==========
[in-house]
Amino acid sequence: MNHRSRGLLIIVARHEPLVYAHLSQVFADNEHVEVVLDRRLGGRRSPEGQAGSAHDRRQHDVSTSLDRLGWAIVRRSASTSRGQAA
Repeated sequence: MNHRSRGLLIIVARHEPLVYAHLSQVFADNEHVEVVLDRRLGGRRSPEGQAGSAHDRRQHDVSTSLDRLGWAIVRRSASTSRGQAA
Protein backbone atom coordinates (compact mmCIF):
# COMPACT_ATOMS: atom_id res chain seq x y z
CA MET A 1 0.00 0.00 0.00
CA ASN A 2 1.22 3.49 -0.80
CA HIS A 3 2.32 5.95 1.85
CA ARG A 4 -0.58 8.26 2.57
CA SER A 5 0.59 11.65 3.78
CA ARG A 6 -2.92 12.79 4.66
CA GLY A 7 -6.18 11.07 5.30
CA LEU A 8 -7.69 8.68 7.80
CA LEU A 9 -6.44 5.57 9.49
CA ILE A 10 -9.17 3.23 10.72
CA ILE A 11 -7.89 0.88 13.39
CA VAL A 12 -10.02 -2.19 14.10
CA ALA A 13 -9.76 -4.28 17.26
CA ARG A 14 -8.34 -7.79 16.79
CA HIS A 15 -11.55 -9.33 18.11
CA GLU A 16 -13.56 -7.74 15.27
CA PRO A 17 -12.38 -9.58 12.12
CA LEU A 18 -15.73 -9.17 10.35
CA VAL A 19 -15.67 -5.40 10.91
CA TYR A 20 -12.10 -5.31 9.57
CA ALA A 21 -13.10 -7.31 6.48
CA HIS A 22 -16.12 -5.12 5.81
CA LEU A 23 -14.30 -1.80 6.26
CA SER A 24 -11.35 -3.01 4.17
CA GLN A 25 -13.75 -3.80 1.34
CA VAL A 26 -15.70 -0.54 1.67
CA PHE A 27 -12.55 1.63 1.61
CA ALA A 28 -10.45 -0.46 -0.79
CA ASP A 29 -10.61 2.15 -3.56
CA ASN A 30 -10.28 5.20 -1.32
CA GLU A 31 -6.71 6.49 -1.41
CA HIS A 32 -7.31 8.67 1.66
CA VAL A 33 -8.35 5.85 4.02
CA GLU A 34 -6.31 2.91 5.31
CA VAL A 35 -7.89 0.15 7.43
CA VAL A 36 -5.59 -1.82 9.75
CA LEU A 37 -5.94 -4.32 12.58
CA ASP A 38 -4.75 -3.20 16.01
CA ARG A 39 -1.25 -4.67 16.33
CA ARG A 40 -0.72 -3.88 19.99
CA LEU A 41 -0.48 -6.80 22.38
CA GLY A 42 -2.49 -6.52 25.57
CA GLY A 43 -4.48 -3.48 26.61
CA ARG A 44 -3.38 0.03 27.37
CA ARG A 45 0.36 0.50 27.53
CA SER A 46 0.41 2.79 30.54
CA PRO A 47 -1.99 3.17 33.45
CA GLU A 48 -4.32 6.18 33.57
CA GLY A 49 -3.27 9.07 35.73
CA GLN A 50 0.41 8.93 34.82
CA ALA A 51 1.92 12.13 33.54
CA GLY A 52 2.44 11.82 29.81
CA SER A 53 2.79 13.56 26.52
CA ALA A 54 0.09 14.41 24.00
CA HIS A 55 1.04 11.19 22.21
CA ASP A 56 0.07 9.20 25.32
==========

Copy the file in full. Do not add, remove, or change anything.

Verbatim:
[in-house]
Amino acid sequence: MNHRSRGLLIIVARHEPLVYAHLSQVFADNEHVEVVLDRRLGGRRSPEGQAGSAHDRRQHDVSTSLDRLGWAIVRRSASTSRGQAA
Repeated sequence: MNHRSRGLLIIVARHEPLVYAHLSQVFADNEHVEVVLDRRLGGRRSPEGQAGSAHDRRQHDVSTSLDRLGWAIVRRSASTSRGQAA
Protein backbone atom coordinates (compact mmCIF):
# COMPACT_ATOMS: atom_id res chain seq x y z
CA MET A 1 0.00 0.00 0.00
CA ASN A 2 1.22 3.49 -0.80
CA HIS A 3 2.32 5.95 1.85
CA ARG A 4 -0.58 8.26 2.57
CA SER A 5 0.59 11.65 3.78
CA ARG A 6 -2.92 12.79 4.66
CA GLY A 7 -6.18 11.07 5.30
CA LEU A 8 -7.69 8.68 7.80
CA LEU A 9 -6.44 5.57 9.49
CA ILE A 10 -9.17 3.23 10.72
CA ILE A 11 -7.89 0.88 13.39
CA VAL A 12 -10.02 -2.19 14.10
CA ALA A 13 -9.76 -4.28 17.26
CA ARG A 14 -8.34 -7.79 16.79
CA HIS A 15 -11.55 -9.33 18.11
CA GLU A 16 -13.56 -7.74 15.27
CA PRO A 17 -12.38 -9.58 12.12
CA LEU A 18 -15.73 -9.17 10.35
CA VAL A 19 -15.67 -5.40 10.91
CA TYR A 20 -12.10 -5.31 9.57
CA ALA A 21 -13.10 -7.31 6.48
CA HIS A 22 -16.12 -5.12 5.81
CA LEU A 23 -14.30 -1.80 6.26
CA SER A 24 -11.35 -3.01 4.17
CA GLN A 25 -13.75 -3.80 1.34
CA VAL A 26 -15.70 -0.54 1.67
CA PHE A 27 -12.55 1.63 1.61
CA ALA A 28 -10.45 -0.46 -0.79
CA ASP A 29 -10.61 2.15 -3.56
CA ASN A 30 -10.28 5.20 -1.32
CA GLU A 31 -6.71 6.49 -1.41
CA HIS A 32 -7.31 8.67 1.66
CA VAL A 33 -8.35 5.85 4.02
CA GLU A 34 -6.31 2.91 5.31
CA VAL A 35 -7.89 0.15 7.43
CA VAL A 36 -5.59 -1.82 9.75
CA LEU A 37 -5.94 -4.32 12.58
CA ASP A 38 -4.75 -3.20 16.01
CA ARG A 39 -1.25 -4.67 16.33
CA ARG A 40 -0.72 -3.88 19.99
CA LEU A 41 -0.48 -6.80 22.38
CA GLY A 42 -2.49 -6.52 25.57
CA GLY A 43 -4.48 -3.48 26.61
CA ARG A 44 -3.38 0.03 27.37
CA ARG A 45 0.36 0.50 27.53
CA SER A 46 0.41 2.79 30.54
CA PRO A 47 -1.99 3.17 33.45
CA GLU A 48 -4.32 6.18 33.57
CA GLY A 49 -3.27 9.07 35.73
CA GLN A 50 0.41 8.93 34.82
CA ALA A 51 1.92 12.13 33.54
CA GLY A 52 2.44 11.82 29.81
CA SER A 53 2.79 13.56 26.52
CA ALA A 54 0.09 14.41 24.00
CA HIS A 55 1.04 11.19 22.21
CA ASP A 56 0.07 9.20 25.32